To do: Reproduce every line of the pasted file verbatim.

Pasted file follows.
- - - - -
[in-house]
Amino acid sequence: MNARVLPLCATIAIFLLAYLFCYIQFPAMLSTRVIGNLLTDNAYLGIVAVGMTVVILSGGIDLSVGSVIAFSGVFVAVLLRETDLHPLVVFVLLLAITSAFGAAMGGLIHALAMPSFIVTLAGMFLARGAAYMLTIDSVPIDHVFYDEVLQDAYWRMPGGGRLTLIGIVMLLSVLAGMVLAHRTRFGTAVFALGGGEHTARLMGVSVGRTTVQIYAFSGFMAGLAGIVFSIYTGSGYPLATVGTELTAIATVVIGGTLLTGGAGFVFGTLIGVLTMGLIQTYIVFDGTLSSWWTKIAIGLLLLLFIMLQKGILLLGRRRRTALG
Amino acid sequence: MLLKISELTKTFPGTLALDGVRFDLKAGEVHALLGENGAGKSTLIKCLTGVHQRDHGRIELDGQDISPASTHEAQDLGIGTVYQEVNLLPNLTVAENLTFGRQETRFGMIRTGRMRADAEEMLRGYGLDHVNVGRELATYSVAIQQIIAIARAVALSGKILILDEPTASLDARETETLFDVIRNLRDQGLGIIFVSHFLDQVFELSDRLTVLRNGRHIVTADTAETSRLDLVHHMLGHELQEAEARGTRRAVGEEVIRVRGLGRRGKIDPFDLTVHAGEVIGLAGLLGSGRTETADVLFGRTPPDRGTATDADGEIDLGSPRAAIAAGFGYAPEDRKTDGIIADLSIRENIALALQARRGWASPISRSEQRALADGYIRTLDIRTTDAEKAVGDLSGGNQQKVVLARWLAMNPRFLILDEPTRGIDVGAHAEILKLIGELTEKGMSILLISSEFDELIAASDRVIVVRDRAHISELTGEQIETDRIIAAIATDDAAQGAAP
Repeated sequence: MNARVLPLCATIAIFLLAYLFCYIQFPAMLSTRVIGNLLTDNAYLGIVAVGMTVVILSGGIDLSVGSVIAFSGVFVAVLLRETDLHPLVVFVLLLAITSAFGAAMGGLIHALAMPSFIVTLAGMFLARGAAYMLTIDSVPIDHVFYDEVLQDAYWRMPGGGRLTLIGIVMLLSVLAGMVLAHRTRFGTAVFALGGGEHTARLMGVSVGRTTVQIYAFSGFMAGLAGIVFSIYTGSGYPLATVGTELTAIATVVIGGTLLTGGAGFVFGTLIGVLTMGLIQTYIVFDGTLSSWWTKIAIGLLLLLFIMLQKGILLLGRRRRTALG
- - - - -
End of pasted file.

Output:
[in-house]
Amino acid sequence: MNARVLPLCATIAIFLLAYLFCYIQFPAMLSTRVIGNLLTDNAYLGIVAVGMTVVILSGGIDLSVGSVIAFSGVFVAVLLRETDLHPLVVFVLLLAITSAFGAAMGGLIHALAMPSFIVTLAGMFLARGAAYMLTIDSVPIDHVFYDEVLQDAYWRMPGGGRLTLIGIVMLLSVLAGMVLAHRTRFGTAVFALGGGEHTARLMGVSVGRTTVQIYAFSGFMAGLAGIVFSIYTGSGYPLATVGTELTAIATVVIGGTLLTGGAGFVFGTLIGVLTMGLIQTYIVFDGTLSSWWTKIAIGLLLLLFIMLQKGILLLGRRRRTALG
Amino acid sequence: MLLKISELTKTFPGTLALDGVRFDLKAGEVHALLGENGAGKSTLIKCLTGVHQRDHGRIELDGQDISPASTHEAQDLGIGTVYQEVNLLPNLTVAENLTFGRQETRFGMIRTGRMRADAEEMLRGYGLDHVNVGRELATYSVAIQQIIAIARAVALSGKILILDEPTASLDARETETLFDVIRNLRDQGLGIIFVSHFLDQVFELSDRLTVLRNGRHIVTADTAETSRLDLVHHMLGHELQEAEARGTRRAVGEEVIRVRGLGRRGKIDPFDLTVHAGEVIGLAGLLGSGRTETADVLFGRTPPDRGTATDADGEIDLGSPRAAIAAGFGYAPEDRKTDGIIADLSIRENIALALQARRGWASPISRSEQRALADGYIRTLDIRTTDAEKAVGDLSGGNQQKVVLARWLAMNPRFLILDEPTRGIDVGAHAEILKLIGELTEKGMSILLISSEFDELIAASDRVIVVRDRAHISELTGEQIETDRIIAAIATDDAAQGAAP
Repeated sequence: MNARVLPLCATIAIFLLAYLFCYIQFPAMLSTRVIGNLLTDNAYLGIVAVGMTVVILSGGIDLSVGSVIAFSGVFVAVLLRETDLHPLVVFVLLLAITSAFGAAMGGLIHALAMPSFIVTLAGMFLARGAAYMLTIDSVPIDHVFYDEVLQDAYWRMPGGGRLTLIGIVMLLSVLAGMVLAHRTRFGTAVFALGGGEHTARLMGVSVGRTTVQIYAFSGFMAGLAGIVFSIYTGSGYPLATVGTELTAIATVVIGGTLLTGGAGFVFGTLIGVLTMGLIQTYIVFDGTLSSWWTKIAIGLLLLLFIMLQKGILLLGRRRRTALG